I bought my first home in 2005 and my wife and I had several requirements. We wanted all brick for maintenance and durability, a fenced in yard for the kids and the dog, and a functional kitchen. After looking at new builds and older homes we finally settled on a ranch style house that met all but a couple of our requirements. The price was good so we decided to buy and later remodel the kitchen to meet our needs. We had been in the house several months and completely settled in when we decided it was time for our remodeling project.
The original design Had a den/living room area separating the kitchen with a thin non support wall which had the stove and oven combo and cabinets above the stove was a range hood for ventilation. After careful evaluation I started imagining a design we could create from the existing floor plan that would maximize our living space. We decided to tear down the non support wall and create an island with an attached bar.
The project consisted of build an island stools in your kitchen ripping out the existing cabinetry and stove and microwave/ vent and replace them with new appliances. The questions arose about; If we were going to replace the stove and vent hood whether or not to replace with a vent hood that came down from the ceiling or some other mechanism for ventilating the cooking area. After doing some research there were several options for both. Vent hoods can cost up to several thousand dollars so I really looked hard for an alternative. There are two major types of built-in stove vents telescoping and inlaid. The telescoping vent models come up out of the back or from the middle of the stove heads. The inlaid is a vent that is about four inches wide down the middle or back of the stove heads. The telescoping models were several thousand dollars while an inlaid model was a little cheaper. We decided on an inlaid model and proceeded to find just the right one. I searched all over to find a good deal on a stove and finally I went to Sears I happened to go into the pick-up entrance by accident on saw a side room for discounted returned items or floor models. What do you know there was a brand new never been used downward venting stove at $900 dollars less than any other model I had seen. I purchased it and the decision was made.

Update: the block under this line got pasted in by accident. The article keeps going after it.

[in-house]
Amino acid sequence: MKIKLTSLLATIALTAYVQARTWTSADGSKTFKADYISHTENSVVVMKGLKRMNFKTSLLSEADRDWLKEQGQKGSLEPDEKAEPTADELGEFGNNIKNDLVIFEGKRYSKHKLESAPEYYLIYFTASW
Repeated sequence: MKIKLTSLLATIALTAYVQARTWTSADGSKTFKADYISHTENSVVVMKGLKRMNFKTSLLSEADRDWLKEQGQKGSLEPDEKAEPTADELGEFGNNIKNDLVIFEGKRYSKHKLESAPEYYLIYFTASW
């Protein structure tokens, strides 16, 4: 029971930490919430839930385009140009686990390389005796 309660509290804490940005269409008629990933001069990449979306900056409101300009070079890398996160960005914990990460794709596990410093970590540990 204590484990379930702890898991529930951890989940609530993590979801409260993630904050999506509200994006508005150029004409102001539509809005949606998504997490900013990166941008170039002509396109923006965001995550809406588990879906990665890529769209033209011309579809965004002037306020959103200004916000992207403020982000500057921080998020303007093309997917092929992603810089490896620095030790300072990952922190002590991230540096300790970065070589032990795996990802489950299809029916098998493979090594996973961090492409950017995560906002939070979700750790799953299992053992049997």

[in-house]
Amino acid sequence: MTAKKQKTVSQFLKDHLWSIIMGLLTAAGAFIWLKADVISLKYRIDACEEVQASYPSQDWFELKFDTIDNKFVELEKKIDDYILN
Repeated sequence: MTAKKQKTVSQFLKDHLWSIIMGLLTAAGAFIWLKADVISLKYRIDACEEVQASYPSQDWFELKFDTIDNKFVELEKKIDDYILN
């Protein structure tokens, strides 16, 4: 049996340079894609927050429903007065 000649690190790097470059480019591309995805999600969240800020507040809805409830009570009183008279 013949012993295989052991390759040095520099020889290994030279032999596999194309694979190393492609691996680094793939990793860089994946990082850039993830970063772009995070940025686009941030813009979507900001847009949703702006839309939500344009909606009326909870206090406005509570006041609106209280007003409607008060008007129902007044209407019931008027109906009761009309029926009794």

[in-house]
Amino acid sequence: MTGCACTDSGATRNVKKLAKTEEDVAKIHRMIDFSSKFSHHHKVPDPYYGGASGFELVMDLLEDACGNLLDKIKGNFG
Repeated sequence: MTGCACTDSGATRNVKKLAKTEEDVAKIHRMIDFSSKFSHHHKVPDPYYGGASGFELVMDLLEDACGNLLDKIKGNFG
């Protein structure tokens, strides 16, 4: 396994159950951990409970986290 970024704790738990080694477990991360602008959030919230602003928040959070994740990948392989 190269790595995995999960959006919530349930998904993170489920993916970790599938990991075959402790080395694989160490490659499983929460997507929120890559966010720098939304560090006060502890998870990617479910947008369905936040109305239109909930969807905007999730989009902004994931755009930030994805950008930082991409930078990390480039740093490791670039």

After the dilemma was resolved it was time to get to work. I ripped out the wall and cabinets took out the stove and microwave. I enlisted my brother to help with the lifting and when finished we had a clean slate to work with. We patched the ceiling where the vent hood pipe had gone up then started on the island. We bought pre-made cabinets from Home Depot and at around $60 dollars a piece and stained them ourselves. We framed the stove with the two new cabinet pieces then cut a hole in the floor for the downward facing vent. Above the stove we installed a hanging light tied into the existing switch. For the bar we built a 2x4 frame behind the stove and screwed them into the new cabinets. For the counter tops we tiled, I say we but by brother was the one who did it. For the bar top I got a 12 inch oak plank and nailed a nice trim to the sides. We stained the bar with the same stain as the cabinets and bought a couple of nice build an island stools in your kitchen.
All in all the project ran me around $3500 dollars. The beauty is that with walkways on either side of the bar access to the kitchen is doubled. My kids love to sit at the bar and eat and now that we have been living in the home for 4 years we can't even imagine what it was like the old way.